What is a guidance document and how should they be used? A guidance document represents the FDA’s current thinking on a topic. Per FDA’s website, guidance documents “do not create or confer any rights for or on any person and do not operate to bind FDA or the public. You can use an alternate approach if the approach satisfies the requirements of the applicable statues and regulations.” Guidance documents usually discuss FDA’s interpretation of their policy on a regulatory issue.
One way to think about guidance documents are as suggested opinions of best practices from the FDA. Guidance documents work hand-in-hand with the applicable regulations (21 CFR 812, 312, 50, 54, 56) to deliver recommendations of leading best practices to produce clinical research in the manner that protects patient’s rights, safety, and welfare while delivering clinical data with integrity. The phrase “can use an alternate approach” may seem confusing, but this allows for interpretation of the guidance document with respect to the conduct of clinical studies, as long as the requirements of the regulations are satisfied.
The FDA recently created a database for all guidance documents with the goal of creating a convenient way to search all FDA guidance documents from a single location. This database can be accessed through their publically available website. It allows for searching based on product, date issued, FDA organization, document type, subject, draft or final status, open for comment, and comment closing date for draft guidances. Also, a Regulatory Affairs Professional Society (RAPS) article stated that the database is configured to eventually include information from FDA’s operation manuals, compliance policy guides, import alerts, and more. Importantly, it was recently noted that the database includes many but not all guidance documents yet. Stay tuned for updates on this key resource.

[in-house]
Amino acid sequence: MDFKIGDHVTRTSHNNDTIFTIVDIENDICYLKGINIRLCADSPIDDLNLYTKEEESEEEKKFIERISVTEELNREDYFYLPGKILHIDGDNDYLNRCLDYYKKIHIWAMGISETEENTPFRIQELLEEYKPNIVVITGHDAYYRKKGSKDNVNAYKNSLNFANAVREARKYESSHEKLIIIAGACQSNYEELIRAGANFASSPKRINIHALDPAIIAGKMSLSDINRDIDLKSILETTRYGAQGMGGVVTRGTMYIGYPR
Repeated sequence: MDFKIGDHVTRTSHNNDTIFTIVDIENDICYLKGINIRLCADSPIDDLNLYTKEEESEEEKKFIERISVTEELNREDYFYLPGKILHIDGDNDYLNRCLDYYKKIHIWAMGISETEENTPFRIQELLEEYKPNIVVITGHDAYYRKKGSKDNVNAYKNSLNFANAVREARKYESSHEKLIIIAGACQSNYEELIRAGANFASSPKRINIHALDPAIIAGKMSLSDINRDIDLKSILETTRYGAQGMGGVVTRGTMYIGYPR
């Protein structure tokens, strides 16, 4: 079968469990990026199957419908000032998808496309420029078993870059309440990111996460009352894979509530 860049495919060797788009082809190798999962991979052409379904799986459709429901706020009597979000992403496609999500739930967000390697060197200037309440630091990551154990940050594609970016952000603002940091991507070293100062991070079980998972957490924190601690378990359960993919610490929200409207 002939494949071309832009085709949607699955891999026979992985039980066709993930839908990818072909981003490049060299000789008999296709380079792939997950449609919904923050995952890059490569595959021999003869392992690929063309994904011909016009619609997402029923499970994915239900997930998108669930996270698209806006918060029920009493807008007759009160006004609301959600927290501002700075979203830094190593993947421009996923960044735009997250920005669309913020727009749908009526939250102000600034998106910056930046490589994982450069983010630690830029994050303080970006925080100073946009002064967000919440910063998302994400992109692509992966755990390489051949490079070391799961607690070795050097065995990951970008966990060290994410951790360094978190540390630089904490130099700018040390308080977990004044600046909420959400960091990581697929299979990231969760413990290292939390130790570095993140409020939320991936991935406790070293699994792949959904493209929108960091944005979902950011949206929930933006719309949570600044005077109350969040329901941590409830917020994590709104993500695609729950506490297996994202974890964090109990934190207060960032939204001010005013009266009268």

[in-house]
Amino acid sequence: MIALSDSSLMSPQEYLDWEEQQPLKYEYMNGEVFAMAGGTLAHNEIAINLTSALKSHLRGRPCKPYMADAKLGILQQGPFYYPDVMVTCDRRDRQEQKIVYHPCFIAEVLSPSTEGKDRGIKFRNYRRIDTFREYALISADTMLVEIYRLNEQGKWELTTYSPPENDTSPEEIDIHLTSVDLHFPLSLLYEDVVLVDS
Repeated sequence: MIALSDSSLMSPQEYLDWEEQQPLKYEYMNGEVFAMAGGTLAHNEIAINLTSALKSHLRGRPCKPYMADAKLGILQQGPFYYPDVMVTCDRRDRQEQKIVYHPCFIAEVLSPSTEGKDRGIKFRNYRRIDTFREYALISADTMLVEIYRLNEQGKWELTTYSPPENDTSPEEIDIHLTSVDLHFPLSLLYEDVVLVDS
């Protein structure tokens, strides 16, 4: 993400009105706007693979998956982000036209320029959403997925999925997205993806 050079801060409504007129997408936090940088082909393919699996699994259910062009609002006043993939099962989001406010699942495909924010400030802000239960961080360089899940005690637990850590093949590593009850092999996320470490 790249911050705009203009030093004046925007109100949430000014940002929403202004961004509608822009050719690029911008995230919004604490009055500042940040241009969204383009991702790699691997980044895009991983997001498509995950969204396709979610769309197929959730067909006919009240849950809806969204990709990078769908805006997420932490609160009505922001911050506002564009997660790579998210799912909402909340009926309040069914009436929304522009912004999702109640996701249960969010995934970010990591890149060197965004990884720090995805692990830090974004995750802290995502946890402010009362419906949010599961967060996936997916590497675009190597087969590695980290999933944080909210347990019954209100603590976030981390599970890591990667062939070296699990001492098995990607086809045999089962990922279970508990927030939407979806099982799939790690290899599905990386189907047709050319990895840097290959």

How do you leverage guidance documents when conducting clinical research? Please feel free to share your comments below.